So today's my birthday and it's a national holiday in Italy: the Immacolata. I love the idea of never having to report to work on my birthday. (Of course this is one of the main reasons I decided to settle here, right?)
When I lived in the US as a child, my birthday was one of the most stressful days of the year. Not only did I have to attend school, but I also had to do homework, go to church to please my grandmother who was a devout Irish Catholic (where holy days require going to Mass) and have a birthday party, at least with family. I would end up exhausted from it all!
Fast forward. Now I am an adult and live in a country that is officially Catholic so the holy day dedicated to the Virgin Mary means: NO SCHOOL OR WORK.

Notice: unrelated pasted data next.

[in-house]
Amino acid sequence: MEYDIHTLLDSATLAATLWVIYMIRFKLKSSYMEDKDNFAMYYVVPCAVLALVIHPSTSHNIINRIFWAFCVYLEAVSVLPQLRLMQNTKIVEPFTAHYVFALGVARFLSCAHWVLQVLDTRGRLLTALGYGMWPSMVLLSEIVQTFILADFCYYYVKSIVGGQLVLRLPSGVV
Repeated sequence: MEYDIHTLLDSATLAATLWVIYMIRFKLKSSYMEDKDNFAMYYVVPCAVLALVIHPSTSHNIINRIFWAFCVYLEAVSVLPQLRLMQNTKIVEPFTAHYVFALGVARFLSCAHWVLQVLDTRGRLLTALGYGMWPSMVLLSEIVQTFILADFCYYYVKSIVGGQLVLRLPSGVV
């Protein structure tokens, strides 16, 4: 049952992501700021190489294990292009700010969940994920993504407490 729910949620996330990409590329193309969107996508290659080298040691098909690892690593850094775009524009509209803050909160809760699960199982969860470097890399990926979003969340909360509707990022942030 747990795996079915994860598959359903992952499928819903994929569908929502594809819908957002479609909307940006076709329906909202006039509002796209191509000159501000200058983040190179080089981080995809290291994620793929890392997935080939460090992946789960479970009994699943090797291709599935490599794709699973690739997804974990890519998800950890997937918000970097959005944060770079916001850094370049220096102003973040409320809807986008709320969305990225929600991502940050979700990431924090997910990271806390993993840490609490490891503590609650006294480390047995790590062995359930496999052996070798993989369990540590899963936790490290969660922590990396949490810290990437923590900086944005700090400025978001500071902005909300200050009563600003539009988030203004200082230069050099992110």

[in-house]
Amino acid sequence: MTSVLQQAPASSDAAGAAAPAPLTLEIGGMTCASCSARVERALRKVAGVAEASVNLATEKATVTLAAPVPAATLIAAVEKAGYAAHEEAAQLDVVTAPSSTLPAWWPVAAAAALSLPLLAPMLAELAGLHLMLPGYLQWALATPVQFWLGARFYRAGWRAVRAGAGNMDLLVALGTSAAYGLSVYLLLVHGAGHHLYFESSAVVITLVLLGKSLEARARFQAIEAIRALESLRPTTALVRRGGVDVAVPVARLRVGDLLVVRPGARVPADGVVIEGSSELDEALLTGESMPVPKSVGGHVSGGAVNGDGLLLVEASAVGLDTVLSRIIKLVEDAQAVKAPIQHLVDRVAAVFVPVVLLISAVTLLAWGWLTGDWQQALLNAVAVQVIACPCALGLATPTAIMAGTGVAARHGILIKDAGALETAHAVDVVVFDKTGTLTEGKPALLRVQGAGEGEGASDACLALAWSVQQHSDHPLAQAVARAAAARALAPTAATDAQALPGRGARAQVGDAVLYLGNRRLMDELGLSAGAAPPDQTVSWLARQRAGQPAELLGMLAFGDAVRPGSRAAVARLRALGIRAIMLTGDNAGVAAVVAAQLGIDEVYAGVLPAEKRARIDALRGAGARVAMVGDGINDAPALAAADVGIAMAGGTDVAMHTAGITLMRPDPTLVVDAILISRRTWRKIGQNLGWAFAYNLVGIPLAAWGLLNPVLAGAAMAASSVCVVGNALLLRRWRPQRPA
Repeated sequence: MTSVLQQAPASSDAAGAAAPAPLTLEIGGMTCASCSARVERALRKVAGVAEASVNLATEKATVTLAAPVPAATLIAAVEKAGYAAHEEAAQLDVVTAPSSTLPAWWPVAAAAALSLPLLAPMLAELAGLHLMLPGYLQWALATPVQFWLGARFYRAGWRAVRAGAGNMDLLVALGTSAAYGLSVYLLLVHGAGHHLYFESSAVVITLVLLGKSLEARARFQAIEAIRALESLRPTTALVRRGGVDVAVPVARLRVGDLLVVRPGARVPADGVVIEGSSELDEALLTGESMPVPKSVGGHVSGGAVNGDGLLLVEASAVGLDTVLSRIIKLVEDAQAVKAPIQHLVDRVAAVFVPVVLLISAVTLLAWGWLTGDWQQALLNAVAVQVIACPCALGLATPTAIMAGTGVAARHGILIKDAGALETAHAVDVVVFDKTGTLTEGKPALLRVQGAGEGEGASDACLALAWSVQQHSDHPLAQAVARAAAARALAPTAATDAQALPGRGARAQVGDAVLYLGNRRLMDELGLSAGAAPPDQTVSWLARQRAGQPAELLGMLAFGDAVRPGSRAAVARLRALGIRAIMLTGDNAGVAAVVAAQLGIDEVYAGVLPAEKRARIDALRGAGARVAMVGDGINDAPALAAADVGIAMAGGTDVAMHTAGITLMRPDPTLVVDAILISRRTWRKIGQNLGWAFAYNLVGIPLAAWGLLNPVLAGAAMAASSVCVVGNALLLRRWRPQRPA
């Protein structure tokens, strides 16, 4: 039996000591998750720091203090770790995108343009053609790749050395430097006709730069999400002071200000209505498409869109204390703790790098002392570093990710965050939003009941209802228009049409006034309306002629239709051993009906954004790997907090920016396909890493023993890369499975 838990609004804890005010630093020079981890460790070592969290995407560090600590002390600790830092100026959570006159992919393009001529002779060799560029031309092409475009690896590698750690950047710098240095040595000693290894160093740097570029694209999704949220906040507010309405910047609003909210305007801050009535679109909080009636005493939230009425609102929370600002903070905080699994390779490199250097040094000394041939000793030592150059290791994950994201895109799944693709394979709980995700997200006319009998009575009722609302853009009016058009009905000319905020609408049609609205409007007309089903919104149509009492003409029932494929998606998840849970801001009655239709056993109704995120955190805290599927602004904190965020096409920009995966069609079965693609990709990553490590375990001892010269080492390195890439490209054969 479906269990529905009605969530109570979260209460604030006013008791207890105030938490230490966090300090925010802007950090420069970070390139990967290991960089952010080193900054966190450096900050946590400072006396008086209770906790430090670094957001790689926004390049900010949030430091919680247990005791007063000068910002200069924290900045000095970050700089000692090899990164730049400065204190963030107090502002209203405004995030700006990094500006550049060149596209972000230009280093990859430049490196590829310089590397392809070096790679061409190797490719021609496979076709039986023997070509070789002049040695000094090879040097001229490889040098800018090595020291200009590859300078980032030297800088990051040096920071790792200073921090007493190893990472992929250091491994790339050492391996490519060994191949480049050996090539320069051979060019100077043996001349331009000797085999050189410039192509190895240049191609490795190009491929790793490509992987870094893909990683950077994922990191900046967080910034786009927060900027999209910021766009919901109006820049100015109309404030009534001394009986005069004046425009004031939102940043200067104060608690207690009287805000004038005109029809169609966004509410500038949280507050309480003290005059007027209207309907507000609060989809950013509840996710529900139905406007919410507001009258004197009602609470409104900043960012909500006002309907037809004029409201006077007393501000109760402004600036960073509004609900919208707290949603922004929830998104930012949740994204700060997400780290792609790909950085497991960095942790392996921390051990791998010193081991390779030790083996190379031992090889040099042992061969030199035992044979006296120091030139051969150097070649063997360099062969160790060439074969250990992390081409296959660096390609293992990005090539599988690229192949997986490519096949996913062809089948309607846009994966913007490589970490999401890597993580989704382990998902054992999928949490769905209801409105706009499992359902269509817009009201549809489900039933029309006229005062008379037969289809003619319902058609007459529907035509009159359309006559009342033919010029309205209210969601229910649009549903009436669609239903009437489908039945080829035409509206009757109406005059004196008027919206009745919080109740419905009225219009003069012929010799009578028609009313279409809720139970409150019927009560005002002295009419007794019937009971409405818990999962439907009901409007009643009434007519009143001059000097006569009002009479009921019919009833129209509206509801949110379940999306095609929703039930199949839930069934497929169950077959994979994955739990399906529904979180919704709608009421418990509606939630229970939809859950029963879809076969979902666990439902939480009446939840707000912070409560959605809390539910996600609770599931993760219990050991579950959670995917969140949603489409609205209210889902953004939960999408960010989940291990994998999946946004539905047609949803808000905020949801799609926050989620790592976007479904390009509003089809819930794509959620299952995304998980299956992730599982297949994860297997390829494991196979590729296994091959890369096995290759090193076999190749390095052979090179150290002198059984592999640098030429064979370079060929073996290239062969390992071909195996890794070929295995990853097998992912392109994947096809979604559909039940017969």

Although it's raining and generally pretty miserable today, on this particular December 8th, I have decided to cheer myself up with a session of cooking chocolate chip cookies. I haven't eaten them in over 2 years. I'll use the chips brought by an American friend during her last trip to visit me. I will gorge on the cookies when they are baked today. Then I will take the rest to work tomorrow for my belated birthday celebration with colleagues.
In this country, as the "birthday girl", I have to offer something to others. It's basically the reverse of American tradition where everyone is supposed to do nice things for you. In this Italian case, I will bring cookies and a bottle of prosecco to open at the 11 o'clock school-day break. This is the tradition where I work. Either something sweet (pastries) or salty (pizzette, tramezzini) or both are offered and a brindisi is made together at that early hour.
I like to have the Italian colleagues taste American flavors. One year I took brownies, for example. Another year I took zucchini bread, flavored with cinnamon, an uncommon spice in Italian desserts.
No cake. Yes, cookies. Happy Birthday to me!